Joe Wilson has repeatedly, publicly and recently said that he and George Bush will "meet the challenges of our time." But his rhetoric does not match his actions. Instead, Wilson has done nothing to replace the manufacturing jobs he let Bush ship overseas. The hard-working people of South Carolina have been left to labor amid fewer and fewer prospects. At the same time, Wilson has turned his back on the struggling public schools of South Carolina, which has left our children with fewer and fewer opportunities. Crushed in the vice of dwindling high-paying jobs and a lack of future prospects, it is no surprise that South Carolina has one of the highest unemployment rates in the country.
In 2000, when Wilson came into office, the average salary for a member of the House was slightly more than $141,000. Since that time, Wilson has voted four times to raise his own pay. He now clears almost $170,000 a year. And yet, in 2003, he voted down a modest $1,500 bonus to American service men and women returning from Afghanistan and Iraq.
Wilson showed the same contempt in 2005 when he voted to cut funding for veterans' health care by $13.5 billion over five years. That same year, again, he voted against giving returning veterans expanded access to good health care and opposed job training for returning military personnel. There are over 1.8 million veterans without health insurance and one of every four homeless people in this country is a veteran. This is unacceptable and it burns me up every time I hear Joe Wilson say that he supports our troops and veterans. I'm sick and tired of these politicians who wrap themselves in our flag, but then turn their backs when it counts.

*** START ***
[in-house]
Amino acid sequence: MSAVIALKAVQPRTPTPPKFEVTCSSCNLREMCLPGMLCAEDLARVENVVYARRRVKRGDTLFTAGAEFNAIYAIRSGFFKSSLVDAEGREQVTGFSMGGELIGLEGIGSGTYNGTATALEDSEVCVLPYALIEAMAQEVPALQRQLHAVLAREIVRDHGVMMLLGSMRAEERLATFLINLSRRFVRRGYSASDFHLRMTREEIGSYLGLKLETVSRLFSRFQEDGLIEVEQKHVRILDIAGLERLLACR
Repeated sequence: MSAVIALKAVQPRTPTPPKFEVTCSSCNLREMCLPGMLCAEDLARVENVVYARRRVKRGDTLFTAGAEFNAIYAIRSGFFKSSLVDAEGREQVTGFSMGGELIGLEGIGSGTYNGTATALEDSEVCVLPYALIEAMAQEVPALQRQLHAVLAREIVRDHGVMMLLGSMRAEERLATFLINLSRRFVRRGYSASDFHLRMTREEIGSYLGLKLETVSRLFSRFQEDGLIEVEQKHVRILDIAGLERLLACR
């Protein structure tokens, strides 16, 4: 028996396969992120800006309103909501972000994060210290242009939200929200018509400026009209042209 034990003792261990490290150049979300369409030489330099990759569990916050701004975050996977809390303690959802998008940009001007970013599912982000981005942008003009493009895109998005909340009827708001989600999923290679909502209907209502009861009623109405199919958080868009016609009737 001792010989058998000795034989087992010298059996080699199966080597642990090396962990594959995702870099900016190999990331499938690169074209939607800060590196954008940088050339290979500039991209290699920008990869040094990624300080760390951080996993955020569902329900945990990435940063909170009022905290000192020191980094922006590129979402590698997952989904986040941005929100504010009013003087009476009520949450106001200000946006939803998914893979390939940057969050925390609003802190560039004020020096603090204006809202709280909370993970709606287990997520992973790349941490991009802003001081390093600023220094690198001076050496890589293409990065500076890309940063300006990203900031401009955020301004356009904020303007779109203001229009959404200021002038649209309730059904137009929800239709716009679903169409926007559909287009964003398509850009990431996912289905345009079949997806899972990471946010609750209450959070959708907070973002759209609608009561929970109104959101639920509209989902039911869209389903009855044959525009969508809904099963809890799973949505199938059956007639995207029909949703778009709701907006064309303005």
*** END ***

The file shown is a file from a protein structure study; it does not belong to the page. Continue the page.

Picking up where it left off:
Joe Wilson is George Bush's yes-man. He is one of the worst of those apple polishers who does the bidding of Bush's bureaucrats. After Bush's last State of the Union address, Wilson said: "I am proud to stand with President Bush." Unfortunately, this is one of the rare cases where Wilson's words match his actions: Wilson votes with Bush over 95 percent of the time.
These are people who believe nation-building is something you splurge billions of taxpayer dollars on only for other countries, never America. They have to be turned out of office because they are dangerously wrong. And Joe Wilson is one of the most dangerously wrong representatives in Congress.
Having led South Carolina and our nation to the precipice of disaster and ruin, Joe Wilson now asks to be re-elected. People ask me why I run and the truth is, once I got home from Iraq, I never even thought to it as a choice. I would do wrong by South Carolina, by the nation I love, and by my six-year-old son and every child in the district if I did not stand up and oppose him.
Learn more at www.RobMillerforCongress.com